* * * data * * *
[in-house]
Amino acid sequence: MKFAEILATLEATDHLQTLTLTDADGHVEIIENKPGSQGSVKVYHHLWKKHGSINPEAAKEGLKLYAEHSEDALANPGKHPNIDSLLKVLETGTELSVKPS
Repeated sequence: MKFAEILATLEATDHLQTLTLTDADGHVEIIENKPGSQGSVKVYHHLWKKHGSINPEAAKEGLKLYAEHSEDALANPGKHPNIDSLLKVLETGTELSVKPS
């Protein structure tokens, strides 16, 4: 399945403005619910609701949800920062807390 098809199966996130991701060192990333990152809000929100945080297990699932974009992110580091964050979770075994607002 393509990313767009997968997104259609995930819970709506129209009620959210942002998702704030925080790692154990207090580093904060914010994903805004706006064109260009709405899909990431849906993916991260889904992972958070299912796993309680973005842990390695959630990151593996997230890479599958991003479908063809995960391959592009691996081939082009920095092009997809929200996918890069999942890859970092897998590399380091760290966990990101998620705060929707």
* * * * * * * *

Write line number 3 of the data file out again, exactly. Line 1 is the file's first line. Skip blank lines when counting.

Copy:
Repeated sequence: MKFAEILATLEATDHLQTLTLTDADGHVEIIENKPGSQGSVKVYHHLWKKHGSINPEAAKEGLKLYAEHSEDALANPGKHPNIDSLLKVLETGTELSVKPS